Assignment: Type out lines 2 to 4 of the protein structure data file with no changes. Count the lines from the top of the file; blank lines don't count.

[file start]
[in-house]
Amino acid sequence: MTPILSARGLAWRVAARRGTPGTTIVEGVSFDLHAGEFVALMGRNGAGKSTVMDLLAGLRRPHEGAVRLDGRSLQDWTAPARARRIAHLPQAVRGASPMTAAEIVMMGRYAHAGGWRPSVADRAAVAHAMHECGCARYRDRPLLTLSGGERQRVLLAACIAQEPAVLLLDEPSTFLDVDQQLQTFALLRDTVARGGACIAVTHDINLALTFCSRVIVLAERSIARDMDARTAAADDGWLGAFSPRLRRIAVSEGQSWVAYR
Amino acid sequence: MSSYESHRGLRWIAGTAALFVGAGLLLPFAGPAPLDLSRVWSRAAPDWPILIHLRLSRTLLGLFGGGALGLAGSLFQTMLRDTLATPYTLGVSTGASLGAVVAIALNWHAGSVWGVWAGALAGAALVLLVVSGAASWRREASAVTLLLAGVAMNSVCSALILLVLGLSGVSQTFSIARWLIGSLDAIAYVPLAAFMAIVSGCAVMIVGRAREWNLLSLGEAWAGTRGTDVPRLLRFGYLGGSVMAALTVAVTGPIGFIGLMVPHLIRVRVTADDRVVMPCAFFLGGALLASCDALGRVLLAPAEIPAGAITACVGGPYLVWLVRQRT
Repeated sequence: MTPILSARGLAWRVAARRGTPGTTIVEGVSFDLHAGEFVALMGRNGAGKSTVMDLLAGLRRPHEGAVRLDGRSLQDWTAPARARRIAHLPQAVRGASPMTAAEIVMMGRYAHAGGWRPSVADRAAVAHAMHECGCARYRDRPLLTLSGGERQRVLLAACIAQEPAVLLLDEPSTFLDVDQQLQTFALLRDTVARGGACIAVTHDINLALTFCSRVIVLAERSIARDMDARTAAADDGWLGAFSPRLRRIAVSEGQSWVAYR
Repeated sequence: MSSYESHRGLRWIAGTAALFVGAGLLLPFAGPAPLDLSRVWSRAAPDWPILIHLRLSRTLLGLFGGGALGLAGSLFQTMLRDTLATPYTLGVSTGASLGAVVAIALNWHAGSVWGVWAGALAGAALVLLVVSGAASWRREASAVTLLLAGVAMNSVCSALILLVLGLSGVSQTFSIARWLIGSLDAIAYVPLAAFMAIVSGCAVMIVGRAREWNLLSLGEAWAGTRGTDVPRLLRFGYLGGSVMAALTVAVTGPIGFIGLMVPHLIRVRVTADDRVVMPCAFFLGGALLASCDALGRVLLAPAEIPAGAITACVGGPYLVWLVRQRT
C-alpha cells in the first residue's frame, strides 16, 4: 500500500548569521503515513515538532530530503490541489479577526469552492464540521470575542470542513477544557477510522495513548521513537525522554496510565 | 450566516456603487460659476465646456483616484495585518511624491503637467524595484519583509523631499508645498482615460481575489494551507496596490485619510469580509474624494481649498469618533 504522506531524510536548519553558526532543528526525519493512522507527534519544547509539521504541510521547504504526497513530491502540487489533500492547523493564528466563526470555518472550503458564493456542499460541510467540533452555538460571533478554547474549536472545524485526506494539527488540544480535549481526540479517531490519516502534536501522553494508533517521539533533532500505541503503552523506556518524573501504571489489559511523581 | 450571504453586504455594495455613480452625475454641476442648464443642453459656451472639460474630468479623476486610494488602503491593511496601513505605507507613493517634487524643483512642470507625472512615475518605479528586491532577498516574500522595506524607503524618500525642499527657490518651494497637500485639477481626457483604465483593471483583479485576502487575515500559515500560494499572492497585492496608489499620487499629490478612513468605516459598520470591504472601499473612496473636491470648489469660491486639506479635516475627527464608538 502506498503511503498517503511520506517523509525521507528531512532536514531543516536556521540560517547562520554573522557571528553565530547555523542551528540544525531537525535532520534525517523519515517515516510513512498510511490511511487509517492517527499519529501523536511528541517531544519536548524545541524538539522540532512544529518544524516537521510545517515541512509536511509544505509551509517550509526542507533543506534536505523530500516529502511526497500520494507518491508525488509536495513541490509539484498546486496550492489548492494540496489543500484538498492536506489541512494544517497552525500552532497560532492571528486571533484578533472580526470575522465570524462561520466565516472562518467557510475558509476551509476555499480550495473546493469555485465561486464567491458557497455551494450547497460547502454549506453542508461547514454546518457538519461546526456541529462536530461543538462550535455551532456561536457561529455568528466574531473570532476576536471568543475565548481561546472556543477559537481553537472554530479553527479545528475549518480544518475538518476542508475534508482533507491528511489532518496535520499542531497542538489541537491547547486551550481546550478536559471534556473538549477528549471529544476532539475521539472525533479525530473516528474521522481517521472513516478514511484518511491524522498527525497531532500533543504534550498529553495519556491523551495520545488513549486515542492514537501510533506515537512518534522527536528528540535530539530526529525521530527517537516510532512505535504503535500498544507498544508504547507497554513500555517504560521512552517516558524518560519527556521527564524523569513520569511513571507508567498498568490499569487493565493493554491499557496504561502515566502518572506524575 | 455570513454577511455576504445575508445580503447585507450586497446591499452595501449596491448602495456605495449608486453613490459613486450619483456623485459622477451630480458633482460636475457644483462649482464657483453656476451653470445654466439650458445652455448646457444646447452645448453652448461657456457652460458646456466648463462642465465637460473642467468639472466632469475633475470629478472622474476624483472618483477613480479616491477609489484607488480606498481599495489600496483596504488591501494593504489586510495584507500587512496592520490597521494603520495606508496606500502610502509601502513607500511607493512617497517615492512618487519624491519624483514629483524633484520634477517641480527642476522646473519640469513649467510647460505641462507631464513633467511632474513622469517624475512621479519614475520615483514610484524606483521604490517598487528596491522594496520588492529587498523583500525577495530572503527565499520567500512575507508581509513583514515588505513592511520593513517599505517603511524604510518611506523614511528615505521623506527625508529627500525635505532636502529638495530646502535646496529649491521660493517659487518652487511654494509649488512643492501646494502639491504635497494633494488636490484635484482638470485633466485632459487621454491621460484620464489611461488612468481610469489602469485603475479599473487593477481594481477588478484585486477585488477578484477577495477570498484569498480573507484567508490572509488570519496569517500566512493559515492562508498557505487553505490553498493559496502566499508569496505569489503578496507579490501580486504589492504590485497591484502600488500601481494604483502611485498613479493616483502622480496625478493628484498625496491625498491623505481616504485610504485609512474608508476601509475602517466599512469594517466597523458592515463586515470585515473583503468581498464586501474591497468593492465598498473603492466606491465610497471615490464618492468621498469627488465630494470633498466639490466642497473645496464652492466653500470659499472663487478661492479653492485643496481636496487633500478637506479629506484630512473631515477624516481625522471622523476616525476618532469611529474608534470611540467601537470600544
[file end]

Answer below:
Amino acid sequence: MTPILSARGLAWRVAARRGTPGTTIVEGVSFDLHAGEFVALMGRNGAGKSTVMDLLAGLRRPHEGAVRLDGRSLQDWTAPARARRIAHLPQAVRGASPMTAAEIVMMGRYAHAGGWRPSVADRAAVAHAMHECGCARYRDRPLLTLSGGERQRVLLAACIAQEPAVLLLDEPSTFLDVDQQLQTFALLRDTVARGGACIAVTHDINLALTFCSRVIVLAERSIARDMDARTAAADDGWLGAFSPRLRRIAVSEGQSWVAYR
Amino acid sequence: MSSYESHRGLRWIAGTAALFVGAGLLLPFAGPAPLDLSRVWSRAAPDWPILIHLRLSRTLLGLFGGGALGLAGSLFQTMLRDTLATPYTLGVSTGASLGAVVAIALNWHAGSVWGVWAGALAGAALVLLVVSGAASWRREASAVTLLLAGVAMNSVCSALILLVLGLSGVSQTFSIARWLIGSLDAIAYVPLAAFMAIVSGCAVMIVGRAREWNLLSLGEAWAGTRGTDVPRLLRFGYLGGSVMAALTVAVTGPIGFIGLMVPHLIRVRVTADDRVVMPCAFFLGGALLASCDALGRVLLAPAEIPAGAITACVGGPYLVWLVRQRT
Repeated sequence: MTPILSARGLAWRVAARRGTPGTTIVEGVSFDLHAGEFVALMGRNGAGKSTVMDLLAGLRRPHEGAVRLDGRSLQDWTAPARARRIAHLPQAVRGASPMTAAEIVMMGRYAHAGGWRPSVADRAAVAHAMHECGCARYRDRPLLTLSGGERQRVLLAACIAQEPAVLLLDEPSTFLDVDQQLQTFALLRDTVARGGACIAVTHDINLALTFCSRVIVLAERSIARDMDARTAAADDGWLGAFSPRLRRIAVSEGQSWVAYR